The articles in this column are transcriptions and adaptations of shiurim by Rav Joseph Ber Soloveitchik, zt”l. This week’s d’var Torah is In honor of the forthcoming marriage of Bat Sheva Feldman and Akiva Bomzer and the births of Chaim Zev Kaufman and Sarah Bloom.
Why was the section of Parah Adumah (red heifer) that deals with ritual impurity associated with a human corpse inserted between the story of the spies and the death of Miriam? It would have fit nicely in various places in Sefer Vayikra that discuss ritual purity, for example Tazria, Metzora, or in Tzav or Shmini which discuss other sacrifices that were brought on behalf of the community. What is the connection between the parshyios of Shlach, Korach and Chukas. What thread binds the stories of Parah Adumah, the arrival in the desert of Tzin, the death of Miriam and the standoff with Edom on their way to the Promised Land?
Chazal explain Chukah to mean a mysterious or enigmatic law that we must accept without requesting explanation or motivation. They detected in the word chok an inherent incomprehensibility by man that requires him to suspend reason and judgment, the very attributes that differentiate us from the rest of creation, and simply accept and do. However, even though we can’t ask for an explanation of the law or the motivation or reason behind a chok, we may still inquire as to its interpretation.
There is a difference between explanation and interpretation. Explanation answers the question of why or how. Scientific disciplines don’t ask “why”, a metaphysical question. They ask “how does it function?” By establishing dependence of phenomena in terms of mathematical equations we answer the “how” question. With chukim and mishpatim we don’t ask “why”. Often it is foolish to ask “why” even in commandments whose meaning we think we understand. The ultimate response to “why” is it is simply the will of Hashem.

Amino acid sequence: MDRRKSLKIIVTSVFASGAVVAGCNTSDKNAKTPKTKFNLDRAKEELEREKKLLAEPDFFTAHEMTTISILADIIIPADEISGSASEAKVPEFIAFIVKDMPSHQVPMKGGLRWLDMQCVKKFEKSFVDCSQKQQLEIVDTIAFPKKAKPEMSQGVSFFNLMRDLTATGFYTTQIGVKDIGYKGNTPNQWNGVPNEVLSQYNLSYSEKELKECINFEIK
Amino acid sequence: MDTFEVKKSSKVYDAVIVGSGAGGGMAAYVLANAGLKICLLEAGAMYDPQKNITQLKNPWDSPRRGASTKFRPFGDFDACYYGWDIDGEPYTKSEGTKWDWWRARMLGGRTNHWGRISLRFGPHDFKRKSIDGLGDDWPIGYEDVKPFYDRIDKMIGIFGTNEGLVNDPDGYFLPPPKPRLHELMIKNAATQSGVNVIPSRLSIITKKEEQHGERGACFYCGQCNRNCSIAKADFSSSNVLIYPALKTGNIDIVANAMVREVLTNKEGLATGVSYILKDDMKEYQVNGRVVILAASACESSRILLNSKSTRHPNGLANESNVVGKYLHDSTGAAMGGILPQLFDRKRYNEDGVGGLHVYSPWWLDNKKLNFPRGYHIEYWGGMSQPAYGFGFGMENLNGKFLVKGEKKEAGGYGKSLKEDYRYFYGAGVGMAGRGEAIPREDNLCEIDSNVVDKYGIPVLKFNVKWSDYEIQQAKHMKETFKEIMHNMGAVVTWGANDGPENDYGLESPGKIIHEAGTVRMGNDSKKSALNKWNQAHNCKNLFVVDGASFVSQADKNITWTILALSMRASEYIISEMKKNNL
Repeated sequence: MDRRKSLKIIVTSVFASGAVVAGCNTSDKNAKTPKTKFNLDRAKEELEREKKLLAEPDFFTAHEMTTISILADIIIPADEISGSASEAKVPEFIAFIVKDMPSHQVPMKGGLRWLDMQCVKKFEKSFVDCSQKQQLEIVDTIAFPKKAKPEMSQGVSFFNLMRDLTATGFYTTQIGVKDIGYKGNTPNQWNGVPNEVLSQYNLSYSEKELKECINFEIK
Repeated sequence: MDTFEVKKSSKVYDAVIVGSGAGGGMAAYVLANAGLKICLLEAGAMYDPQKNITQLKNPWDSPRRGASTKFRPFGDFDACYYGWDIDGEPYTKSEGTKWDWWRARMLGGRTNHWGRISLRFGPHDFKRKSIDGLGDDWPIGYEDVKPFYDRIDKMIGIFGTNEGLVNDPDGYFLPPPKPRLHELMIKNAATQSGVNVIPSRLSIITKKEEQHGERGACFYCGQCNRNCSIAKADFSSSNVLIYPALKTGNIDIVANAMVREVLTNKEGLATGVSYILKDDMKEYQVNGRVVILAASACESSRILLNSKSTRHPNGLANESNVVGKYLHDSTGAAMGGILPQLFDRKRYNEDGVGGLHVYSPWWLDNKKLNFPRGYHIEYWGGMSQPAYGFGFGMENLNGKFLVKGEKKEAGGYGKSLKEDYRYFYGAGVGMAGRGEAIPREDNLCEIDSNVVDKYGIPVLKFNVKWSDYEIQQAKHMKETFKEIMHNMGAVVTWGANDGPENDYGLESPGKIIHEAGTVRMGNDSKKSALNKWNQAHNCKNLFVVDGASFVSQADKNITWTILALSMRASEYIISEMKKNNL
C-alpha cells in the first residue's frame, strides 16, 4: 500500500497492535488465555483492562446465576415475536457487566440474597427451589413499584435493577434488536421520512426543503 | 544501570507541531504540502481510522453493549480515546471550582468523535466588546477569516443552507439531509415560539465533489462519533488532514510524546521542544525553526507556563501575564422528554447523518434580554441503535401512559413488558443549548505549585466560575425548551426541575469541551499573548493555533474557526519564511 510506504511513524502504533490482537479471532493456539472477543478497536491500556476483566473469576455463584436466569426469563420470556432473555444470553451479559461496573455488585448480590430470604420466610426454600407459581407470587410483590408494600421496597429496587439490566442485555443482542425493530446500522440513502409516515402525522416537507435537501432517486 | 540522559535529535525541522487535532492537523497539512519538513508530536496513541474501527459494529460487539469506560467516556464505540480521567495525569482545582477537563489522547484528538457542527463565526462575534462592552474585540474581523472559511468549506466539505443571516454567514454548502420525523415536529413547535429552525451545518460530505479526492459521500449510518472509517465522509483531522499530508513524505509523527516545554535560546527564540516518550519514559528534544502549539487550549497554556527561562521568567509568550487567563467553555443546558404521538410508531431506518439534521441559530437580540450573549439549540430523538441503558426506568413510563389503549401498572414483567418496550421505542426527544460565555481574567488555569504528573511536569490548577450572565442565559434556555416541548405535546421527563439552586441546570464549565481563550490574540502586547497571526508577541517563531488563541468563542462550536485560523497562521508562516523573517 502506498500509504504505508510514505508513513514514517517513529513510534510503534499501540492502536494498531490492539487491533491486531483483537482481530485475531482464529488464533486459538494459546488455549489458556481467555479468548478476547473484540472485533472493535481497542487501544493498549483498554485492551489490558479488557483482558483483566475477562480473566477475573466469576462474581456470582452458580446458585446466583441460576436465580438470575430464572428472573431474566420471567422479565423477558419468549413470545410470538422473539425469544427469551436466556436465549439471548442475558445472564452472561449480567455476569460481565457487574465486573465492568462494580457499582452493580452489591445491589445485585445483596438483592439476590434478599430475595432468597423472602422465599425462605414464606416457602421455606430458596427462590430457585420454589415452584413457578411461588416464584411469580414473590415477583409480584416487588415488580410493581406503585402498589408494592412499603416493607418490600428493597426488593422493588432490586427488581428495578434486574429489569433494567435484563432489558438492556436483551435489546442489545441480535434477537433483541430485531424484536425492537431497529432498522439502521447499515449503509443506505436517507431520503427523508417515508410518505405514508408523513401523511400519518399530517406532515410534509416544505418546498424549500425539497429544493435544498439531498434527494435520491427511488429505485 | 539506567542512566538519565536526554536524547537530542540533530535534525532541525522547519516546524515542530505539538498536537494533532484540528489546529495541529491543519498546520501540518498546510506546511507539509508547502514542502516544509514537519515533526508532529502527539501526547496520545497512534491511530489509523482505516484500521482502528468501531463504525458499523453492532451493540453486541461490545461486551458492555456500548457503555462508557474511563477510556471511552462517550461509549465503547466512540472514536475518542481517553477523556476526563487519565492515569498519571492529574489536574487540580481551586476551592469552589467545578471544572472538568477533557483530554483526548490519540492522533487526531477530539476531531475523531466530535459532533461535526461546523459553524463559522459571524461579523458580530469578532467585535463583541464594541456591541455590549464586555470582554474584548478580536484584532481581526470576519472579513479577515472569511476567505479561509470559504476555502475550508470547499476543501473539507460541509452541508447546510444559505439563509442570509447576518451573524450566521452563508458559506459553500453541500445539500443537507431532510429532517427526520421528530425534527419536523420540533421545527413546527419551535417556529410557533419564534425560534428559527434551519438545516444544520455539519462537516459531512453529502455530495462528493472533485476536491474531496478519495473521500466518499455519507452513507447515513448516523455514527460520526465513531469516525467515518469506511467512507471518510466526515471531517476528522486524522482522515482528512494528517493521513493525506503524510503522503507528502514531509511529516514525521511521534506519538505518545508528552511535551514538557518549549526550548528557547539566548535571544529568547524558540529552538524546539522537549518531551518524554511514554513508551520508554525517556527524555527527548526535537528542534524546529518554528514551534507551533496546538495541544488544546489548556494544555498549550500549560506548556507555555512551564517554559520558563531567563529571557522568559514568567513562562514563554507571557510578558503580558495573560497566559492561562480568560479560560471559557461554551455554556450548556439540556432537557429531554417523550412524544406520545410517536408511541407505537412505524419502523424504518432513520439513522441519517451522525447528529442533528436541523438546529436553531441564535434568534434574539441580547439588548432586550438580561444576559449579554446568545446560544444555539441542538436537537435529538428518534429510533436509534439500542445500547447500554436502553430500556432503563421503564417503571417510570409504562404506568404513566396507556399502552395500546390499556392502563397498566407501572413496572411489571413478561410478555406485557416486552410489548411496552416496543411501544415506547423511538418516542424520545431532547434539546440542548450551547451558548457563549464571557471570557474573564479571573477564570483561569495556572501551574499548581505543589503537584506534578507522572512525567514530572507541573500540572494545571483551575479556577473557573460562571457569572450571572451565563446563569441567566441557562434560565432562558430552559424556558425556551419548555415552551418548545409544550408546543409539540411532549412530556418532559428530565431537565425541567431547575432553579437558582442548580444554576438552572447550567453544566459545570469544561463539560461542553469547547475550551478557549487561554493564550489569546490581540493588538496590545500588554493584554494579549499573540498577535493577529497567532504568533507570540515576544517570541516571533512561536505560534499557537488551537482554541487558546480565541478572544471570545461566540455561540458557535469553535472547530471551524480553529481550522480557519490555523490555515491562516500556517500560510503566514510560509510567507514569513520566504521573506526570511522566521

While we cannot ask “why” regarding Parah Adumah, we can ask “what does ittell me”? What is the spiritual message of parah that I can assimilate to my worldview and outlook? Ramban and Rambam emphasized, time and again, that avoda sheb’lev includes more than tefillah. It tells man how to live and worship Hashem. Avoda sheb’lev must be present in every religious and moral act. What aspect of Avoda sheb’lev can I derive from fulfilling the mitzvah of Parah Adumah? How am I to experience it? When I say Shma, I experience closeness to Hashem. But what am I supposed to experience when we hear Parshas Parah? What is the central motif of Parah Adumah that makes it so unique? Why did Chazal consider it as the chok par excellence?
We will do well to abandon the popular approach to the parsha that focuses on the ceremonial aspects of the parsha, such as purifying the unclean and defiling the pure, or that parah does not conform to the prohibition against sh’chutay chutz (sacrifice external to the walls of the Beis Hamikdash), or the peculiar mixing of the ashes with the water. While these are intriguing questions, the singularity of Parah Adumah lies elsewhere.
Let us understand the topic of Adam ki yamus b’ohel. Tazria and Metzora do not mention the defilement associated with coming in contact with a human corpse. In Emor and Naso we have a hint of tumas mes. However, a prohibition derived from those parshyios could have been limited to enjoining one from coming into contact with a corpse, but without imparting a ritual defilement to the person.
Parah Adumah introduces the concept of defilement by touching a corpse. There is something unique about defilement associated with a corpse as opposed to defilement arising from contacting other major sources of defilement, such as a sheretz. While the Torah never says Adam ki y’tameh b’sheretz, it does specify in solemn prose Zos hatorah adam ki yamus b’ohel. We must understand the distinction.